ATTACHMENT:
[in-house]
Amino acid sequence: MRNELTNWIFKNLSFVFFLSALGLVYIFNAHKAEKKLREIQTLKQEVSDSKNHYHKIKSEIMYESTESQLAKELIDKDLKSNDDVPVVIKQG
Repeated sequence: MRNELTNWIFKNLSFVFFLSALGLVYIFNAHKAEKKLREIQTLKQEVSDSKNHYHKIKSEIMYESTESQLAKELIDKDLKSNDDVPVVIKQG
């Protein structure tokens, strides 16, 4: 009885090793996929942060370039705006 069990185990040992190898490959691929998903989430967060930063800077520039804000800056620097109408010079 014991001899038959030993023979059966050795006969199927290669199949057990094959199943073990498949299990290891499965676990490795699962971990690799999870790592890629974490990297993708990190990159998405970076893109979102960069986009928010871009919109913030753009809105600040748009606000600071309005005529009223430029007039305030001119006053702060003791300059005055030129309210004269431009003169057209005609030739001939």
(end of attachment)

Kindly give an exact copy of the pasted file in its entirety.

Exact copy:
[in-house]
Amino acid sequence: MRNELTNWIFKNLSFVFFLSALGLVYIFNAHKAEKKLREIQTLKQEVSDSKNHYHKIKSEIMYESTESQLAKELIDKDLKSNDDVPVVIKQG
Repeated sequence: MRNELTNWIFKNLSFVFFLSALGLVYIFNAHKAEKKLREIQTLKQEVSDSKNHYHKIKSEIMYESTESQLAKELIDKDLKSNDDVPVVIKQG
């Protein structure tokens, strides 16, 4: 009885090793996929942060370039705006 069990185990040992190898490959691929998903989430967060930063800077520039804000800056620097109408010079 014991001899038959030993023979059966050795006969199927290669199949057990094959199943073990498949299990290891499965676990490795699962971990690799999870790592890629974490990297993708990190990159998405970076893109979102960069986009928010871009919109913030753009809105600040748009606000600071309005005529009223430029007039305030001119006053702060003791300059005055030129309210004269431009003169057209005609030739001939």